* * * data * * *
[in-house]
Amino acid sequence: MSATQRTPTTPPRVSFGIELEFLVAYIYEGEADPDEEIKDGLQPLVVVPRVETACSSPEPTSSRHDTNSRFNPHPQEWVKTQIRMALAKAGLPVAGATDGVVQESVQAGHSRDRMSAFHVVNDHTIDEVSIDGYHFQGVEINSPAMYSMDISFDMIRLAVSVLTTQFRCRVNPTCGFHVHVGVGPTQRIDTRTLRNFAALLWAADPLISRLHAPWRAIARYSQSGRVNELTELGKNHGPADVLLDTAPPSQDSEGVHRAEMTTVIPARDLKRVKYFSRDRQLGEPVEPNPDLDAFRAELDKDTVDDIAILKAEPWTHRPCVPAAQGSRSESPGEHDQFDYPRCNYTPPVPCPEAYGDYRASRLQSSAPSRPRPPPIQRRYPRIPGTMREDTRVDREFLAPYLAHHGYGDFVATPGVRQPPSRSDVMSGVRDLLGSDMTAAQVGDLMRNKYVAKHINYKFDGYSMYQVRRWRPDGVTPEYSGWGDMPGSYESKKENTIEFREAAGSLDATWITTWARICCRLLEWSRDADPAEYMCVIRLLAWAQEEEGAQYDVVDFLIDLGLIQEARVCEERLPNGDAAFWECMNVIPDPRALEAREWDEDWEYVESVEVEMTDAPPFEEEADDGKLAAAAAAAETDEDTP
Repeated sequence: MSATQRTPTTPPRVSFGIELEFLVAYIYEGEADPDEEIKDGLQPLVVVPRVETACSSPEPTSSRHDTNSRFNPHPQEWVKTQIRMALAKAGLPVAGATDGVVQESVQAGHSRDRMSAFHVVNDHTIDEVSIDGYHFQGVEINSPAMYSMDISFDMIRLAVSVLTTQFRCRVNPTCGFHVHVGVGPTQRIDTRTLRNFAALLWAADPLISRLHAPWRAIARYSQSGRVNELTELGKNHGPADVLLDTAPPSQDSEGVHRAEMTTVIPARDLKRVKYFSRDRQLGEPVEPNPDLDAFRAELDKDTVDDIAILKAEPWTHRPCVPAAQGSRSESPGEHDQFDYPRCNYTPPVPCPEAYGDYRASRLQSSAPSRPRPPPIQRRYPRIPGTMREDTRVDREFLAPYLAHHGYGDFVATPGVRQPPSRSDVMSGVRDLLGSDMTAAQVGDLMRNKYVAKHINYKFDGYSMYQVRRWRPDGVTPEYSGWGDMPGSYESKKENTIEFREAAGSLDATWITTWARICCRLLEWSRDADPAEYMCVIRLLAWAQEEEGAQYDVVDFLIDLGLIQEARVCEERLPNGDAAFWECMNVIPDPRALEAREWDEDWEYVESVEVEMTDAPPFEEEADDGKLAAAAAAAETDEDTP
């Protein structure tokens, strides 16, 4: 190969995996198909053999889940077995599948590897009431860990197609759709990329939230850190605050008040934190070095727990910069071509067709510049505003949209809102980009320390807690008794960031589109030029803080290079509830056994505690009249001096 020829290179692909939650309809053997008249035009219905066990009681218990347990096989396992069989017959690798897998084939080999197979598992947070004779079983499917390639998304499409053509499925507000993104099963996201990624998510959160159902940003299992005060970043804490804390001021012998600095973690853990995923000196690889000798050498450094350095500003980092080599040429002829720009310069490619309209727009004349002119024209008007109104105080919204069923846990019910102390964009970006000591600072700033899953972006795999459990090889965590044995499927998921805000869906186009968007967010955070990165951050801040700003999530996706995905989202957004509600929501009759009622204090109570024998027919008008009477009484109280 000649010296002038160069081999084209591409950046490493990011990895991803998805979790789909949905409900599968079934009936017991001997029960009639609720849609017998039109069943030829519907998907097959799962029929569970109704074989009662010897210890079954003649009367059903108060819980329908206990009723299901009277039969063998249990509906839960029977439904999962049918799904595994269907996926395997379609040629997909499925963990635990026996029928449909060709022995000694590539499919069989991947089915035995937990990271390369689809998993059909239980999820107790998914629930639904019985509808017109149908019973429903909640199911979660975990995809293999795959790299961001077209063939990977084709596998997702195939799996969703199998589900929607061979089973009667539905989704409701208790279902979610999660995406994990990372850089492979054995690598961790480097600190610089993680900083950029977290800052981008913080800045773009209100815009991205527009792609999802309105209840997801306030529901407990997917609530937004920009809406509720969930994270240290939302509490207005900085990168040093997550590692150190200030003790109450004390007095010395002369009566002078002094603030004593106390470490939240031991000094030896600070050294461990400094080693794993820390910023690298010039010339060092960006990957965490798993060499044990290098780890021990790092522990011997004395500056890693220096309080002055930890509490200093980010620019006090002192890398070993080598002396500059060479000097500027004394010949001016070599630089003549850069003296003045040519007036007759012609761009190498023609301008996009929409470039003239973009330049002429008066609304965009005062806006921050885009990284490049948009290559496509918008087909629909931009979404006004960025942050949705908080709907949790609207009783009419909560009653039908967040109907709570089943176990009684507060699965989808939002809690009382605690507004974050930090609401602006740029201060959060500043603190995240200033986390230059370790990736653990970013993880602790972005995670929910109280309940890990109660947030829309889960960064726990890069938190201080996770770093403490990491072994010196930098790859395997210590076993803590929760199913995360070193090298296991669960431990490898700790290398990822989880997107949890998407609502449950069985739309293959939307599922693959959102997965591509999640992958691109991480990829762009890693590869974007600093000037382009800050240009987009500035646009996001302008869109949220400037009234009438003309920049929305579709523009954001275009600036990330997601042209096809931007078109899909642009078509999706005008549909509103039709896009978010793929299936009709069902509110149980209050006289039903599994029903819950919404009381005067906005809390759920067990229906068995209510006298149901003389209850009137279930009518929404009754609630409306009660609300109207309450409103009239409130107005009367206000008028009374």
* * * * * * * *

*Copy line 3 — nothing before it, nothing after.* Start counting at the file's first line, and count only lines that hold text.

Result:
Repeated sequence: MSATQRTPTTPPRVSFGIELEFLVAYIYEGEADPDEEIKDGLQPLVVVPRVETACSSPEPTSSRHDTNSRFNPHPQEWVKTQIRMALAKAGLPVAGATDGVVQESVQAGHSRDRMSAFHVVNDHTIDEVSIDGYHFQGVEINSPAMYSMDISFDMIRLAVSVLTTQFRCRVNPTCGFHVHVGVGPTQRIDTRTLRNFAALLWAADPLISRLHAPWRAIARYSQSGRVNELTELGKNHGPADVLLDTAPPSQDSEGVHRAEMTTVIPARDLKRVKYFSRDRQLGEPVEPNPDLDAFRAELDKDTVDDIAILKAEPWTHRPCVPAAQGSRSESPGEHDQFDYPRCNYTPPVPCPEAYGDYRASRLQSSAPSRPRPPPIQRRYPRIPGTMREDTRVDREFLAPYLAHHGYGDFVATPGVRQPPSRSDVMSGVRDLLGSDMTAAQVGDLMRNKYVAKHINYKFDGYSMYQVRRWRPDGVTPEYSGWGDMPGSYESKKENTIEFREAAGSLDATWITTWARICCRLLEWSRDADPAEYMCVIRLLAWAQEEEGAQYDVVDFLIDLGLIQEARVCEERLPNGDAAFWECMNVIPDPRALEAREWDEDWEYVESVEVEMTDAPPFEEEADDGKLAAAAAAAETDEDTP